Spring is a great time to visit Budapest – not too warm, not too cold. We stayed there for a 4 days weekend, good duration to enjoy and discover the city. Originally the city was two: Buda on the hilly side of the Danube with its rich castles and fortified old town; and Pest on the other side. Paprika is widely used in Hungarian cuisine and you can find the spice in different shape and flavours in markets or tourist shops.
We had a very early start (5am) to catch our plane so we didn’t do that much on our first day. You have a couple option from the airport to get into the city center: taxi (~ 24€ depending on location), pre-booked transfer via buses or 200E bus (25min) + tube (25 min). Our airbnb (Link) was really well located near the Liberty Bridge, which takes its name from the Budapest “Liberty Statue” erected when the country was part of the soviet union.
The view on top of Gellert Hill (where the Liberty statue presides) is well worth the stairs. The path will lead you to the citadel, built from fear of Turkish invasion but never used, and the Liberty statue. From the top you have different options down, one being a sloped path to a modern chain bridge.
We chose a restaurant close to our flat and tried out some Hungarian food (Crepe stuffed with veal stew and Pork paprika with some Hungarian noodles).
There is a big selection of restaurants and souvenirs shops in Vaci Utca (although the prices are a bit higher than everywhere else).
We started our day with a nice walk on the riverside from the Liberty bridge to Parliament. You get a better view on the castles and old fortified city on the Pest bank of the river.
The Parliament building is incredibly big and white and the architected was apparently inspired by the London Parliament. You can visit the rooms inside providing that there isn’t any important political meeting held.
Nearby is the famous “shoes on the Danube” memorial, which attires more photographs than the Parliament itself! This sculpture was made in memory of the Hungarian Jews who were deported during WWII.
From there, we crossed the one and only official “Chain Bridge” famous for being the first permanent link between the two cities of Buda and Pest. Most iconic landmark of the city, it was actually build by a Scotsman in the 19th century. Once on the Buda bank, you can reach the fortified old town via a funicular (expect queues) or choose the heathy way, and climb up via the serpentine path. Once at the top, you will enjoy one of the best view of the city.
The palace now houses two museums, however you can walk around and enjoy the courtyard and its numerous sculptures for free. There are numerous restaurants in the old city around Mathias Church – we tried Budavari which was good value for money. We tried the famous goulash and again the stuffed crepe with paprika sauce. After a little wonder (don’t miss the tilled roof of Mathias Church and the view from the Fisherman bastion).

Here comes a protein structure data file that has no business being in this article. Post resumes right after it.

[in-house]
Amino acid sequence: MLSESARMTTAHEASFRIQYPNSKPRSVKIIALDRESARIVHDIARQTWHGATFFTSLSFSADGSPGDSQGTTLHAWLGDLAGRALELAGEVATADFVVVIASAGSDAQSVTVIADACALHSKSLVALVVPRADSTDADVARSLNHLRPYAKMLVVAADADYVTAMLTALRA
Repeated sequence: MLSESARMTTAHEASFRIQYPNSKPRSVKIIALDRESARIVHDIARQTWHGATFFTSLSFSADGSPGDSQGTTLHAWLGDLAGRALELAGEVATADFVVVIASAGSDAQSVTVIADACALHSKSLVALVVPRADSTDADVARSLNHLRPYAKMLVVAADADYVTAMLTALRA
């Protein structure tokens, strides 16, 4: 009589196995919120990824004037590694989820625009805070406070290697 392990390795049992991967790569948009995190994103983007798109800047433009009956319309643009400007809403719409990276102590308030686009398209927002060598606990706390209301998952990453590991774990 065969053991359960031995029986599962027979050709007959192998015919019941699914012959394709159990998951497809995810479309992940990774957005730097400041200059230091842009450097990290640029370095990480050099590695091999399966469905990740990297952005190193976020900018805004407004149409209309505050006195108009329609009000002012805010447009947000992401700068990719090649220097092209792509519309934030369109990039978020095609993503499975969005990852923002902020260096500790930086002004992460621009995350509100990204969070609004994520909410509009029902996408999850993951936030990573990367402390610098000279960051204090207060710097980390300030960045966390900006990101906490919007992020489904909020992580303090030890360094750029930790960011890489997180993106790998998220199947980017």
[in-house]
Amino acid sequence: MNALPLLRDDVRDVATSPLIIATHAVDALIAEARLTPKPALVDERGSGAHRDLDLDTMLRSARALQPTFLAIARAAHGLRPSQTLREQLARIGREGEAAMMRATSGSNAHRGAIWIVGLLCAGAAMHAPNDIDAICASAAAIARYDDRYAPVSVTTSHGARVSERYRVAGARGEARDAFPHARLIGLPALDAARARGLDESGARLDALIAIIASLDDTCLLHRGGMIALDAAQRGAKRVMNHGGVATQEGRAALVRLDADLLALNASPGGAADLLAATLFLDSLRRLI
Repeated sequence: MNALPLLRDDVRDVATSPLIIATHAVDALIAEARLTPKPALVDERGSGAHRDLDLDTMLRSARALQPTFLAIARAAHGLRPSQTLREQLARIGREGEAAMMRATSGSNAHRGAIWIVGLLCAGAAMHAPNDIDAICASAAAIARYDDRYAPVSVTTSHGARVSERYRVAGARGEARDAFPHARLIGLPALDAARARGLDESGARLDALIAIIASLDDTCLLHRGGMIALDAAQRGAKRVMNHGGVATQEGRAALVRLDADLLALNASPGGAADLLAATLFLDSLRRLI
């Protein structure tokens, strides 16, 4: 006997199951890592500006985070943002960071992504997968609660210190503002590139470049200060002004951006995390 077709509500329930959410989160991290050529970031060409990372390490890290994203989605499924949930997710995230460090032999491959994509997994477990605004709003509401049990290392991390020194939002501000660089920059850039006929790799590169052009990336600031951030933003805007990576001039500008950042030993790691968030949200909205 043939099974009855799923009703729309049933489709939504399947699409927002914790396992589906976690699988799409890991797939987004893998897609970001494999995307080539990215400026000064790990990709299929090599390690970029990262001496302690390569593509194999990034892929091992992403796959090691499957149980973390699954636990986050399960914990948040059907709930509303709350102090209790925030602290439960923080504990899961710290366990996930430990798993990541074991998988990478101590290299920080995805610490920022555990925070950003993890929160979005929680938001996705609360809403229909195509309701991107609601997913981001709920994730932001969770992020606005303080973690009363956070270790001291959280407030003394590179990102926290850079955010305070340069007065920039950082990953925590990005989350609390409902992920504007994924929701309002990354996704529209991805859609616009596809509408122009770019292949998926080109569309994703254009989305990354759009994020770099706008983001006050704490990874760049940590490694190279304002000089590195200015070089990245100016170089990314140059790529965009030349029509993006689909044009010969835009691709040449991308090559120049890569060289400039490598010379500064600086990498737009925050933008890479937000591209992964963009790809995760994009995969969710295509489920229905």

Back down on Pest side, we visited St Stephen (King who brought Christianity into the country) Cathedral. The interior is richly decorated and reminded me of the Russian orthodox churches. After a rest and a few beers, we enjoyed the Danube views by night before eating a chicken paprika and Schnitzel.
We started the day with a freshly prepared bagel at Budapest Bagel before heading to Heroes Square via Andrassy Utca. On this street you will find the Opera House, House of Horror, but also all the expensive boutiques (Vuitton, Burberry etc.).
In the park behind Heroes square you will find the Szechenyi Baths, build in the 19th century following the discovery of a hot source (it is apparently the warmest of all Budapest baths). You’ll also find the museum of agriculture housed in an amazing Transylvanian style castle. Even if (like us) you are not really interested by the museum, you should venture in the castle courtyard to truly appreciate its architecture.
Our guide mentioned some Art nouveau style houses at the other end of the park – really not worth the walk near the highway…
We then took the tube back to the city center (you’ll need to buy tickets beforehand at one of the little purple machine in the street) to eat in the Jewish district. We were a little bit disappointed, a lot of restaurants were closed – the ones open were (we found) expensive and no Hungarian food on the menu. The atmosphere is probably nicer in the evening when all the bars/clubs are open (and probably busy!). We treated ourselves with a “chimney” (typical Hungarian pastry in a chimney shape) to alleviate our hunger. We recommend buying them outside the “touristic” areas. We got our at Fragola near Astoria Station (750HUF instead of 2000HUF in the castle district in Buda).
After a snack at Zappa Café (great food and great staff), we enjoyed our last evening in Budapest: sunset on the river, and dinner at the same restaurant than our first evening (closing the loop I guess).
We could be bothered to go back to the Jewish district to check it out at night, so we had drinks at Puder in Raday utca (nice street with lots of restaurants and bars).
On our last day, we had just enough time to wander around the Central Market and buy some paprika (exactly the same packs than anywhere else but way cheaper).
Thank you Budapest! Amazing city, great people and nice weather, we couldn’t ask for more!